Juvenile Steelhead Response to Spatio-Temporal Dynamics in Thermal Refugia On the Klamath River

Tuesday, September 10, 2013: 11:20 AM
Marriott Ballroom B (The Marriott Little Rock)
Kim Brewitt , Ecology and Evolutionary Biology, University of California Santa Cruz, Santa Cruz, CA
Eric Danner , National Marine Fisheries Service, Santa Cruz, CA
Kirstin Holsman , Afsc / Safs, NOAA Fisheries / University of Washington, Seattle, WA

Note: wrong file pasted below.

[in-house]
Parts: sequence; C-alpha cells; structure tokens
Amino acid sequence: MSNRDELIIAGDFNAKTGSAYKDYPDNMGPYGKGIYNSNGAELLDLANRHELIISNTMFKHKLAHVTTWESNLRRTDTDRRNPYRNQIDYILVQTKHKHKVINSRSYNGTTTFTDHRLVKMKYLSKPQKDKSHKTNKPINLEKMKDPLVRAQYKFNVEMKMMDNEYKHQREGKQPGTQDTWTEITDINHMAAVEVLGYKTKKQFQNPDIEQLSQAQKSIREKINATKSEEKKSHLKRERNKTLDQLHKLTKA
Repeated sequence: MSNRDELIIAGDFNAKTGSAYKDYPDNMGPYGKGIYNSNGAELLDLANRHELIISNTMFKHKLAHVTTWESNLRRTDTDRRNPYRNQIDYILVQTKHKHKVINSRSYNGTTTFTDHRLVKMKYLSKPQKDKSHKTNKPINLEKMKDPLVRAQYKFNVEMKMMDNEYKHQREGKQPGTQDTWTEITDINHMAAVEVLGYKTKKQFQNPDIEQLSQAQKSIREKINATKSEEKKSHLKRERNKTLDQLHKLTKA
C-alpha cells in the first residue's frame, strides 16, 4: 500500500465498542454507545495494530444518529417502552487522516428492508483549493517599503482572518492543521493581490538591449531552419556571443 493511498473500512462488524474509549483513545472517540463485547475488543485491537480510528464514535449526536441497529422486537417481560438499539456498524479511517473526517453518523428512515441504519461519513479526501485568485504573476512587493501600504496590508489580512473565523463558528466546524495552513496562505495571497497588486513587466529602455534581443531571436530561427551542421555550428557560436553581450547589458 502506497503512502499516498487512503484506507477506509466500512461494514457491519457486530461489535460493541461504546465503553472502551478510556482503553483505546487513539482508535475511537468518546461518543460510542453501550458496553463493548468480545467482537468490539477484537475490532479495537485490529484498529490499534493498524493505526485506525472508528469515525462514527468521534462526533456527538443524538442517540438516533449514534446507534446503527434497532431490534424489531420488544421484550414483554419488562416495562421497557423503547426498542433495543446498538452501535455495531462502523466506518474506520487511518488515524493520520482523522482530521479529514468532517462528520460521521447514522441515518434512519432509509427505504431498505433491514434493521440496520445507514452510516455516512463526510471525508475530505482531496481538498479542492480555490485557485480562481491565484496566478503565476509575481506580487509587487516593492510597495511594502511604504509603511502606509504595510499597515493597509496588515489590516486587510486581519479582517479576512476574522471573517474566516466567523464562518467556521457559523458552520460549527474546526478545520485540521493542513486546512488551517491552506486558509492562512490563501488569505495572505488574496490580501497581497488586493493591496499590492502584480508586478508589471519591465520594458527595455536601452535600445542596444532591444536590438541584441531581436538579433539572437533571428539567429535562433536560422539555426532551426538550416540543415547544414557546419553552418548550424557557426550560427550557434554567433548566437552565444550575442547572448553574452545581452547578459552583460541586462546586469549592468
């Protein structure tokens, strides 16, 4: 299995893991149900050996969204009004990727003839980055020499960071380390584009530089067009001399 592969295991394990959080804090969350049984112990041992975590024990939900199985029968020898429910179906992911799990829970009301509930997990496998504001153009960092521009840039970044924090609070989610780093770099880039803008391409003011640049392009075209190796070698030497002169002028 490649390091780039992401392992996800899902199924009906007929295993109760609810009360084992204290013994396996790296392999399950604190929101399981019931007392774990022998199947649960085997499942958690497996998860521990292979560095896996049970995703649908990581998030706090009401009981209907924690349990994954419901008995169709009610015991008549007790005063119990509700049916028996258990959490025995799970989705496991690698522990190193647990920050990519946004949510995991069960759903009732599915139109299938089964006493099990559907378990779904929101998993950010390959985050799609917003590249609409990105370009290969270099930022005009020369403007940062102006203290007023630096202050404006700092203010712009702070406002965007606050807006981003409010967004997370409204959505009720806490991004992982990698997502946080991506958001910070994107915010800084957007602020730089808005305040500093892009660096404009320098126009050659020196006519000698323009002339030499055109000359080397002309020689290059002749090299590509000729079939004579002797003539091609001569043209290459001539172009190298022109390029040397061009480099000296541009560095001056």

As climate change and land-use impacts drive increases in river temperatures, thermal refugia created by coolwater tributary inputs are becoming increasingly important habitat for coldwater fish species. Summer mainstem temperatures on the Klamath River in northern California often reach physiologically stressful levels (~22-26°C) for native salmonid populations, driving juvenile salmonids into thermal refugia. These refugia are dynamic environments, and habitat quality may fluctuate in the refuge as well as in the surrounding sub-optimal mainstem habitat. The goal of this study was to determine which environmental factors are driving juvenile steelhead use of thermal refugia, and the timescale at which fish are shifting between thermal environments, in order to gain a better understanding of when these areas become critical habitat and how to effectively manage and restore thermal refugia on warming rivers. I used an innovative approach, taking advantage of relatively new radio tag technology to infer fish location from body temperature. I tagged juvenile steelhead at thermal refugia sites with temperature-sensitive radio tags to track their body temperature throughout the summer, and correlated fish body temperature with simultaneous water temperatures to ascertain habitat use. I found that juvenile steelhead used both refugia and mainstem habitat, even when mainstem temperatures reached sub-lethal levels. The strongest drivers of juvenile steelhead thermal refugia use were mainstem water temperature, thermal heterogeneity, and time of day. Steelhead primarily stayed in thermal refugia at night, whereas daytime refugia use increased with rising mainstem temperature and higher levels of thermal heterogeneity. These results raise interesting questions regarding what factors may be driving juvenile steelhead to leave refugia at thermally stressful mainstem temperatures, and suggest that there may be a trade-off between thermal benefits and other resources, such as prey availability.